Apples, Apples & more Apples

bowl of apples This week I have made apple chutney so want to pass on the very simple recipe which tastes sooo good.  You will find it on the recipe pages.  The apples in the picture were harvested from a tree along our lane which stands in a plot of vacant land.  They have gone into making a couple of lovely apple cakes of which the recipes have been included in the recipe pages.

Why do we make chutney?  Simply to preserve fruit and vegetables, not as necessary nowadays with fridges and freezers, and of course global food production which means fruit and vegetables are in our supermarkets all year round.  But in days gone past it was a way of keeping fruit and vegetables in an edible state to use with meals throughout the winter.

The name chutney is a Hindu word ‘chatni’ meaning to lick. This method of preserving food combines fruit and spices.  Mango chutney is probably the most well known from Indian along with Lime pickle.

Chutney was imported from India as long ago as 1600’s by the East India Company.  It was in the Victorian era that recipes for chutney became popular.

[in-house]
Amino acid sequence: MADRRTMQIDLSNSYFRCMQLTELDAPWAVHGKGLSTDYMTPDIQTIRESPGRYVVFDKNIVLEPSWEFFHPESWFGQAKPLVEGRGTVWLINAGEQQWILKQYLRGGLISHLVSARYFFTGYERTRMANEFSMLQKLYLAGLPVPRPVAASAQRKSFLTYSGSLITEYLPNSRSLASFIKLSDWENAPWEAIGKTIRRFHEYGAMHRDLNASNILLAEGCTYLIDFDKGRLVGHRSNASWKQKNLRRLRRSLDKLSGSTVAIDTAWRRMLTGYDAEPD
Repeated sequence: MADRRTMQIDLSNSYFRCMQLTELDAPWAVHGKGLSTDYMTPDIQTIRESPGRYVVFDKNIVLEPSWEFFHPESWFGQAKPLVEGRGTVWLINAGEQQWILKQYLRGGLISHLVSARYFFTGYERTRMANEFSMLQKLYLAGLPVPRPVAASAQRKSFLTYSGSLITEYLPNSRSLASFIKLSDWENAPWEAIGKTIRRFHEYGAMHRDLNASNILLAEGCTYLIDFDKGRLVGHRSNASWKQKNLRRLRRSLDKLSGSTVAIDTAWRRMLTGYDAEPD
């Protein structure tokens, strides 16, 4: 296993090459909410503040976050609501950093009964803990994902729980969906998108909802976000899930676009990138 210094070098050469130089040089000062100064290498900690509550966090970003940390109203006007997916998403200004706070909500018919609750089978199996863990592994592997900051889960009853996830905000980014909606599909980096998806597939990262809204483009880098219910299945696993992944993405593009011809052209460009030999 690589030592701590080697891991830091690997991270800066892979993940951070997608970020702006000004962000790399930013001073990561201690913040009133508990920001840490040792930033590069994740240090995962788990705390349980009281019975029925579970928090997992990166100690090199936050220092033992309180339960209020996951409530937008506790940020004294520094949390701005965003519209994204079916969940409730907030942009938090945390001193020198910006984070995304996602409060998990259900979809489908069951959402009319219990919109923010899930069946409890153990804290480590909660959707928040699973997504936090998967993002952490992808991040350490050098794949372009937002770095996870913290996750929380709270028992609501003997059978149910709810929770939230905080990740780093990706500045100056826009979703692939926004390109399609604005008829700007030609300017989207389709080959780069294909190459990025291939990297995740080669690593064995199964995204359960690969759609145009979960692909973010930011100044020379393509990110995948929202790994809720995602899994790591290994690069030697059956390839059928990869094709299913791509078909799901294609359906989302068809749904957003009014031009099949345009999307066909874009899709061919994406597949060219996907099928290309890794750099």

Major Grey’s chutney was imported from Bombay.  But it is thought that this is a mythical character, a colonial British Officer who loved curries and made his own chutney.

It was Cross & Blackwell who first  popularised chutney in the UK.

Chutney of course keeps for a long time, potentially years if stored in cool dark conditions and it improves with age.

Different vinegars and spices can be used for different flavour combinations and can be made from any fruits, tomato is a favourite, but last year I grew a lot of beetroot so made beetroot chutney.

Chutney can be used as any other condiment in sandwiches, with salads, on cold meats and naturally goes with strong flavours or use to beef up bland ones.

jars of chutney A picture of my apple chutney, now put away in the cupboard to mature.

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